I would love to hear how you volunteer your time and support others and to hear how it has enriched your life, the giver of self, time and finances. It has paid me back far beyond what I’ve expended. :)

I alone cannot change the world, but I can cast a stone across the waters to create many ripples.” -Mother Teresa

Carpe Diem

Tropical Fish and the Greek Alphabet

Originally posted on Rachel Carrera, Novelist:

Tropical fish and the Greek alphabet aren’t the only categories that include betas.  “What else?” you ask… beta readers, of course!

As writers, we need to enlist the help of beta readers to identify any potential problems before we unleash our story on the world.  For the months that we spend writing, we hear from others just how creative we are and what a cool idea our current work is progress is.  But when we ask for beta readers, we hear crickets.

Oftentimes, people really don’t have the time to commit to reading a book.  But for many people, I believe the reason they don’t volunteer is because they have no clue what is expected of them.  So for those people, I give you, this post.

A beta reader is essentially a test pilot (or unfortunately sometimes a crash dummy).  As a beta reader, you are not expected to be…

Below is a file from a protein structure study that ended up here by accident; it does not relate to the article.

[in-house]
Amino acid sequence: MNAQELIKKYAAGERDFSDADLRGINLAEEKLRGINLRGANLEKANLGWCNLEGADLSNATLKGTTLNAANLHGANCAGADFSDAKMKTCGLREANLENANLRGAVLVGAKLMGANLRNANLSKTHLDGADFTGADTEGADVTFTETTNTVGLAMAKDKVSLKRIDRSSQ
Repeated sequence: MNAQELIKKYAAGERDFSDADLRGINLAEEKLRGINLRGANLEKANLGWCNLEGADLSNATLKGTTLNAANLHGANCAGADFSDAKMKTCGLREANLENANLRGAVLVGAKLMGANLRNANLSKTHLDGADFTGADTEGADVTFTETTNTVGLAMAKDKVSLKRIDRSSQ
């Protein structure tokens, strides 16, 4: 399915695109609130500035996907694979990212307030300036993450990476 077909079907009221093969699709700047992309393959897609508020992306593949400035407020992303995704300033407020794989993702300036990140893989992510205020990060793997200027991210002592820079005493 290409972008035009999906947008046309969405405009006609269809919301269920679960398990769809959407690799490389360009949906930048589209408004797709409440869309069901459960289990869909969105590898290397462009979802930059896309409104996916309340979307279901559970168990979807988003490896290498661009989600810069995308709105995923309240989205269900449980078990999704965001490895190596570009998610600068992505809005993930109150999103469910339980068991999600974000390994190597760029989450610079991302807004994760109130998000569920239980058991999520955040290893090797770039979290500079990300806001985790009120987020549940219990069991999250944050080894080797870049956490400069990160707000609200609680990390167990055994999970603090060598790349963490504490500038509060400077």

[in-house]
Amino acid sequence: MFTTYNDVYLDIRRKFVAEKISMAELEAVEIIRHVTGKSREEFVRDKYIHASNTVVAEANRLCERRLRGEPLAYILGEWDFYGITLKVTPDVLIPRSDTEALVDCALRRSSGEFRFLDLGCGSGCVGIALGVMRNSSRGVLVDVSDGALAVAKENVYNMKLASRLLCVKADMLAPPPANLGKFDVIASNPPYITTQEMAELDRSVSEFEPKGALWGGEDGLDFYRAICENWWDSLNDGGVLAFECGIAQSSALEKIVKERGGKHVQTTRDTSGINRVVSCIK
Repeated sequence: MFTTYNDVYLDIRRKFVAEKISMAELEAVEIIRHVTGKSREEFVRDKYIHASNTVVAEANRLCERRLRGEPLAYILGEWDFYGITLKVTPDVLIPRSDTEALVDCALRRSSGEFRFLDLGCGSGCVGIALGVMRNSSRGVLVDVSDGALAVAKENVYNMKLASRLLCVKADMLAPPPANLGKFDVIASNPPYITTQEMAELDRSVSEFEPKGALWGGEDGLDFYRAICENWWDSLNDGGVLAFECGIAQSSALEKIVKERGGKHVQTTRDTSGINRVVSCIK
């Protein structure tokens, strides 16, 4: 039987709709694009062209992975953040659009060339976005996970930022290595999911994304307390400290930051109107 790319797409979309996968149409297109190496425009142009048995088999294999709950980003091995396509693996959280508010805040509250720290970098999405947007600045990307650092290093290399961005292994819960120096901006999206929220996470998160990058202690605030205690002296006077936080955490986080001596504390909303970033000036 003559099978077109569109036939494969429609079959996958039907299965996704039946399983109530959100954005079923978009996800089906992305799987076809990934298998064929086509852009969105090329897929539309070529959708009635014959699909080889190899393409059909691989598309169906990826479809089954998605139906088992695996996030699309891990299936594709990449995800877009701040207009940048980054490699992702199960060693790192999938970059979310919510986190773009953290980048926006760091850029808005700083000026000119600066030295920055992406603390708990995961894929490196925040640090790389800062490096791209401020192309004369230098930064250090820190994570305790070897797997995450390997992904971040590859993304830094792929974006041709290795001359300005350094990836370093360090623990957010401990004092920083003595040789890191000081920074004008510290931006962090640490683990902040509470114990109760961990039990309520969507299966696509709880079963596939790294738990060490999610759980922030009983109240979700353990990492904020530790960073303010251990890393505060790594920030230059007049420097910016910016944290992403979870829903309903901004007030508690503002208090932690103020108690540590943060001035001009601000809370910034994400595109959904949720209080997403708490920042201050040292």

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Goodreads Giveaway

Goodreads

I’ve decided to become more active with Goodreads, “the” social networking site for bibliophiles. I’ve had an author page since my book was published last June, but I never took the time to do anything with it. In taking a tour of all Goodreads has to offer, I am so impressed! What a beautiful way to support other authors, connect with other writers and readers, join in on book clubs, find new books by exploring the pages and bookshelves of other readers with similar tastes, receive notifications of new releases and author events in the area, and enter book giveaways. Who wouldn’t want a free book? I’m just kicking myself for not taking advantage of this amazing opportunity earlier. I think in part it was due to Goodreads having so many possibilities that it was a bit intimidating at first. But once I took a little time to work my way around, what’s not to love about it? Afterall, “Risk” is one of my words for 2015. :)

So in the spirit of getting more involved with Goodreads, I’ve decided to host a book giveaway for my book, The Inheritance, from Monday February 16th – Thursday February 26th. Hop on over if you want to enter for a chance to win.

Helpful Tips